Showing the section on the New Kingdom necropolis at Saqqara from the same film seemed especially timely. This section concentrates on Professor Martin’s rediscovery of the tomb of Tutankhamun’s Treasurer, Maya and his wife Meryt, which turned out to be very finely decorated. After many years painstaking work uncovering, recording and studying this beautiful monument, the final publication of the relief decoration is currently in press and due to appear in the next few weeks.
Images of Osiris and Nepthys from the tomb of Maya and Meryt
It is perhaps difficult to imagine, for those of us who have only been involved with the EES in recent years when the Society has received very little media attention, but the discovery of the tomb caused a sensation at the time and was widely reported in the national and international media, as this ITN news report from 10 February 1986 attests. Professor Martin spoke very engagingly however of the difficulty of balancing the demands of the media with those of the work. Although the Society must undoubtedly have benefitted from the exposure brought to the project, it seems the experience was not an entirely happy one for Professor Martin.
Finally, John Johnston provided an introduction to For the Love of Egypt, a dramatization of Amelia Edwards’ work in founding the EEF. Amelia’s mission was, first of all, to found an organization devoted to the investigation of ancient Egyptian sites and monuments, and having done that, to share the knowledge gained with the public both for the good that brought in itself and for the purposes of generating further interest and funds. Amelia made use of all available channels to popularize the Society and its work – excavation memoirs, a popular travelogue (1,000 Miles Up The Nile) and countless articles for newspapers and journals. She deliberately cultivated a relationship with the press, and it seems highly likely that her interests would have extended to other media, including television, had she been around today.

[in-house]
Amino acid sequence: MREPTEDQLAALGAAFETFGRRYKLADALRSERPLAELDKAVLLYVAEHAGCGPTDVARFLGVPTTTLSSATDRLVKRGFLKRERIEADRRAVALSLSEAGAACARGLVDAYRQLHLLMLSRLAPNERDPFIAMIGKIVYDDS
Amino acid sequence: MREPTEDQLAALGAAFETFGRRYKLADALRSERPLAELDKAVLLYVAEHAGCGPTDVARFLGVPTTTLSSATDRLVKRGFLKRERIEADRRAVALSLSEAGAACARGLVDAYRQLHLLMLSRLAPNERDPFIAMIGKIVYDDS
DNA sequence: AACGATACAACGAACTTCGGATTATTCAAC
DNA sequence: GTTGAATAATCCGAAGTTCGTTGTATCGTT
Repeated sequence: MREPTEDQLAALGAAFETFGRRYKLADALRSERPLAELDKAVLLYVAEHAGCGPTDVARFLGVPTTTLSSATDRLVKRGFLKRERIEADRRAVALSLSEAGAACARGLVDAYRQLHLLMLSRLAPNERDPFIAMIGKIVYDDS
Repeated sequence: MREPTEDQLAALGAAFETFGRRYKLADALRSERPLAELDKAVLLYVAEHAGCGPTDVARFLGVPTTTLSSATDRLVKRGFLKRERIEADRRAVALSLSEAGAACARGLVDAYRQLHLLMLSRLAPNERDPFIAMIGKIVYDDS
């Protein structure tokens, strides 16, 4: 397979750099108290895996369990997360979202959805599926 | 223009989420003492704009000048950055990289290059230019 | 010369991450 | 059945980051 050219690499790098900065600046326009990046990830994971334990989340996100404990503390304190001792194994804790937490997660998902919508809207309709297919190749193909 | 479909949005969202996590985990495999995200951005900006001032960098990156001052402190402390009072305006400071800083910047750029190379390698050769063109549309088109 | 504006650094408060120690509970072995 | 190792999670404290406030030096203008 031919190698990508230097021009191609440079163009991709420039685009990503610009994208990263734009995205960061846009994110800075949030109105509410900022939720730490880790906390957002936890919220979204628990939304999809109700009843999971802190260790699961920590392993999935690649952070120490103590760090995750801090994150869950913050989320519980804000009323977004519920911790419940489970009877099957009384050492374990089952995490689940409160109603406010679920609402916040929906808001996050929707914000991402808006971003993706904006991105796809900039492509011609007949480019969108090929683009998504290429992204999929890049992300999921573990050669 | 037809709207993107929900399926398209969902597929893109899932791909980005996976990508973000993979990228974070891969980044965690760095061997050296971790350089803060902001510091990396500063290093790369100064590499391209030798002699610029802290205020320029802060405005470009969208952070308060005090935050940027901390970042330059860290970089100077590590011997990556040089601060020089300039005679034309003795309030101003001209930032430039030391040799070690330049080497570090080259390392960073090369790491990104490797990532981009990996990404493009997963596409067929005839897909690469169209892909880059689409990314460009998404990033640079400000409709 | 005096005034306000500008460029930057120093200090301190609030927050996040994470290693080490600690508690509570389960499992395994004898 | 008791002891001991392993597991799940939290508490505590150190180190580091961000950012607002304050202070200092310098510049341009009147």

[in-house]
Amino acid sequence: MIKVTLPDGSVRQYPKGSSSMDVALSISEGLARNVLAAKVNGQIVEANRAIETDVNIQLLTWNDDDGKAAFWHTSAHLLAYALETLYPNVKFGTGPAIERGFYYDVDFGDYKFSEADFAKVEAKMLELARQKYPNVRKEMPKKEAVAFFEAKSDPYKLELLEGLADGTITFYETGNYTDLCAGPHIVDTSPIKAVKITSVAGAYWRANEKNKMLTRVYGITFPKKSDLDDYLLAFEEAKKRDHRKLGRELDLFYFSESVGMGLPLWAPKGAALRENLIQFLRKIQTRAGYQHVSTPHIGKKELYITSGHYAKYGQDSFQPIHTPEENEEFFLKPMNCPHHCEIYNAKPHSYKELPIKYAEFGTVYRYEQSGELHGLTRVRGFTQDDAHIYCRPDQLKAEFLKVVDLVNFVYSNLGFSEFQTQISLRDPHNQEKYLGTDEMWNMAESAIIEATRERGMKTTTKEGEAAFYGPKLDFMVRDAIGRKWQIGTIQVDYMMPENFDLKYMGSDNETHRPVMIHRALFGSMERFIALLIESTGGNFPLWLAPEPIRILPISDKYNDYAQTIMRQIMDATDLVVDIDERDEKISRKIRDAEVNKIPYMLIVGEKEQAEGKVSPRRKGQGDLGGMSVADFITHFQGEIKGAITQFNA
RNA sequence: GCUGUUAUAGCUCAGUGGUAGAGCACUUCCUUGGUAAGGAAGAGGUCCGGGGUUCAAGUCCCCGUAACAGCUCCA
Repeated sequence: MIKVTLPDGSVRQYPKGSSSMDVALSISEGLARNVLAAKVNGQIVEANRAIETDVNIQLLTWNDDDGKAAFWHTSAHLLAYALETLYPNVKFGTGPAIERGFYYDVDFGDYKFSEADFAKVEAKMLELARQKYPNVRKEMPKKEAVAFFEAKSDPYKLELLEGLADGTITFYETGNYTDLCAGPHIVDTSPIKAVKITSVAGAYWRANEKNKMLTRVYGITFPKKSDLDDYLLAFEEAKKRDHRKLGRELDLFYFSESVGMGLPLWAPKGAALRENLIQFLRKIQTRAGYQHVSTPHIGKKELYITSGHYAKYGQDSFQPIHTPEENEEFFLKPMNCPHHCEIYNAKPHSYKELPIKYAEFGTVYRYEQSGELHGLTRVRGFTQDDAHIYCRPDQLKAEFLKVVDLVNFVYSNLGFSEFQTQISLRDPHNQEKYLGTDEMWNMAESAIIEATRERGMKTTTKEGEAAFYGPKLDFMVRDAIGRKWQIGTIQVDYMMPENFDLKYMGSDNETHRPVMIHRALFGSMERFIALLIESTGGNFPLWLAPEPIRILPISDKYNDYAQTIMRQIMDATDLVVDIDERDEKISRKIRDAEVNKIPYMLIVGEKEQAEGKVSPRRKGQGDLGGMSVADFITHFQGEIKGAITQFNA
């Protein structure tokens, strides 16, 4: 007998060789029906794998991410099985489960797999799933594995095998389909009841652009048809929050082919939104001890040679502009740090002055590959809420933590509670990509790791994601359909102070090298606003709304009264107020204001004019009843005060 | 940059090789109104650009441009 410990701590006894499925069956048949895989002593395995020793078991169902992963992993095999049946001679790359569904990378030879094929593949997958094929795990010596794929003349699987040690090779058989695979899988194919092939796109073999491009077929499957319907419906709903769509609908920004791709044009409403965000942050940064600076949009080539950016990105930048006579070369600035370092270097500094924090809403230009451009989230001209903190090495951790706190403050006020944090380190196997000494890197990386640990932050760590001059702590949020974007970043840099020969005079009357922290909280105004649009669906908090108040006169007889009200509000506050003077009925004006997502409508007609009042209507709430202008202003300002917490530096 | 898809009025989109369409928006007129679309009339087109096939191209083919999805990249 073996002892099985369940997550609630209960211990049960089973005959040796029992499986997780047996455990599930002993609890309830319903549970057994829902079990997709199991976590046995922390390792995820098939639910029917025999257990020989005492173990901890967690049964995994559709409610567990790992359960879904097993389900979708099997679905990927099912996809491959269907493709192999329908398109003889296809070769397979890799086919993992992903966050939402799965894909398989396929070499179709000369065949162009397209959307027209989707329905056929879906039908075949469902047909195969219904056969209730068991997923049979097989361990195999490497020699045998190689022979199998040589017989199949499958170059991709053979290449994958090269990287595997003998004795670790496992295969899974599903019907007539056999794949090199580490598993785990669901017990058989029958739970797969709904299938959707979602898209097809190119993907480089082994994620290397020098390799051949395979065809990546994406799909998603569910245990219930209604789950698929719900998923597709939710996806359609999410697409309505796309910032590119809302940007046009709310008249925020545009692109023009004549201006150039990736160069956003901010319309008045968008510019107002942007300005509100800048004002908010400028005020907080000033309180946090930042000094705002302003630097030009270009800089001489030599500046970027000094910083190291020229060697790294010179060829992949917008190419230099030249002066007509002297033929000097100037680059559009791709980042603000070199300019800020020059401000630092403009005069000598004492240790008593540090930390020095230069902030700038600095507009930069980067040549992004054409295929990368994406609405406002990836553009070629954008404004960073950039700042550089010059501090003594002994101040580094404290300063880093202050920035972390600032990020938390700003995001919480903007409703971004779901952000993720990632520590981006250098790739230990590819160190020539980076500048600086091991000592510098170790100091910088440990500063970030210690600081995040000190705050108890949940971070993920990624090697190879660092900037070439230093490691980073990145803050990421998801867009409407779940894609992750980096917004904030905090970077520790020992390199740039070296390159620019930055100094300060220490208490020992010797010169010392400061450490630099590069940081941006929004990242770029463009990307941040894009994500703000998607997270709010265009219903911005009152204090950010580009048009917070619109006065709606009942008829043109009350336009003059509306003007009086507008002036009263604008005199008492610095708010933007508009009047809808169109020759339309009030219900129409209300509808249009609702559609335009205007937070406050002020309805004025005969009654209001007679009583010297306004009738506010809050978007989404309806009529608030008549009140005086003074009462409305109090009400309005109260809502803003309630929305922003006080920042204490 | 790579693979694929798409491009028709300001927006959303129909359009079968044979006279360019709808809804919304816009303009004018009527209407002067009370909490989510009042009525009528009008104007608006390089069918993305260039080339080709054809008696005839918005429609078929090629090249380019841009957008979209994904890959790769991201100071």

Amelia Edwards as played by Margaret Tyzack in For the Love of Egypt
Television companies and learned institutions like the EES have not always been easy bedfellows, however. Although the aims of both parties, i.e. the sharing of knowledge, are broadly the same, there is a certain incompatibility which can lead to certain frustrations of the kind alluded to during the seminar. Broadcast television is, by its nature, somewhat ephemeral: a film may be shown to millions on television but then swiftly disappears and becomes inaccessible even to contributors (notwithstanding home video recording, DVD releases and now iPlayer). The television company moves swiftly on to the next project, but films of this kind might potentially be used over and over again by an organization like the EES. From a televisual point of view, the material might date very quickly to the extent that it becomes unusable, but from the archaeological point of view an overview of work such as that of the Survey of Memphis retains its currency for decades. And yet the EES has little or no access to the material. I hope that in future we might be able to improve this situation, by cultivating better relationships with organizations such as the BBC, as Amelia might have done, and the forthcoming Petrie documentary, the first the Society has been involved in for a number of years, is perhaps a step in the right direction.
Three of the four contributors to the very enjoyable seminar: L-R Robert Anderson, David Jeffreys and John J Johnston
*Although formerly a joint EES-Leiden project the expedition is now solely a project of the National Museum of Antiquities at Leiden and Leiden University and is supported by the Friends of Saqqara.